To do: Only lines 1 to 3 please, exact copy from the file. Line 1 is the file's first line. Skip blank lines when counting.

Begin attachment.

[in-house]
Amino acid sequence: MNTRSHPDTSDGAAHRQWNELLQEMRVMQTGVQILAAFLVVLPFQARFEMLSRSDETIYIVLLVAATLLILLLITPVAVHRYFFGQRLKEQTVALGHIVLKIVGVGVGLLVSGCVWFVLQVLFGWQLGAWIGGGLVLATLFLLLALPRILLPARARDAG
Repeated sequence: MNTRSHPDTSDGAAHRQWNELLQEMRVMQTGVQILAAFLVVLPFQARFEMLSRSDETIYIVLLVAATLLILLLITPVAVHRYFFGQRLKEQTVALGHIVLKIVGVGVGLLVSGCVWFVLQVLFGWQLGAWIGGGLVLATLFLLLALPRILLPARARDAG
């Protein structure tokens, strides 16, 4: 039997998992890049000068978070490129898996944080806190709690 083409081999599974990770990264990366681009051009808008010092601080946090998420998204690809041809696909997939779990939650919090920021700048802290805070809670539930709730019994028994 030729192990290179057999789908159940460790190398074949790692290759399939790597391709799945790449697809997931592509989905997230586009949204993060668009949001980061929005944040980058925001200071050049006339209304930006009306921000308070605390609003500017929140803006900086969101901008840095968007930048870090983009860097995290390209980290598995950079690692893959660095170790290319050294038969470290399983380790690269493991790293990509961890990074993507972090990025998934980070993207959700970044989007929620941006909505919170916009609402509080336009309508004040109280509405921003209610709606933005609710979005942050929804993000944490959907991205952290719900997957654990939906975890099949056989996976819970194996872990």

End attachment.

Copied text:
[in-house]
Amino acid sequence: MNTRSHPDTSDGAAHRQWNELLQEMRVMQTGVQILAAFLVVLPFQARFEMLSRSDETIYIVLLVAATLLILLLITPVAVHRYFFGQRLKEQTVALGHIVLKIVGVGVGLLVSGCVWFVLQVLFGWQLGAWIGGGLVLATLFLLLALPRILLPARARDAG
Repeated sequence: MNTRSHPDTSDGAAHRQWNELLQEMRVMQTGVQILAAFLVVLPFQARFEMLSRSDETIYIVLLVAATLLILLLITPVAVHRYFFGQRLKEQTVALGHIVLKIVGVGVGLLVSGCVWFVLQVLFGWQLGAWIGGGLVLATLFLLLALPRILLPARARDAG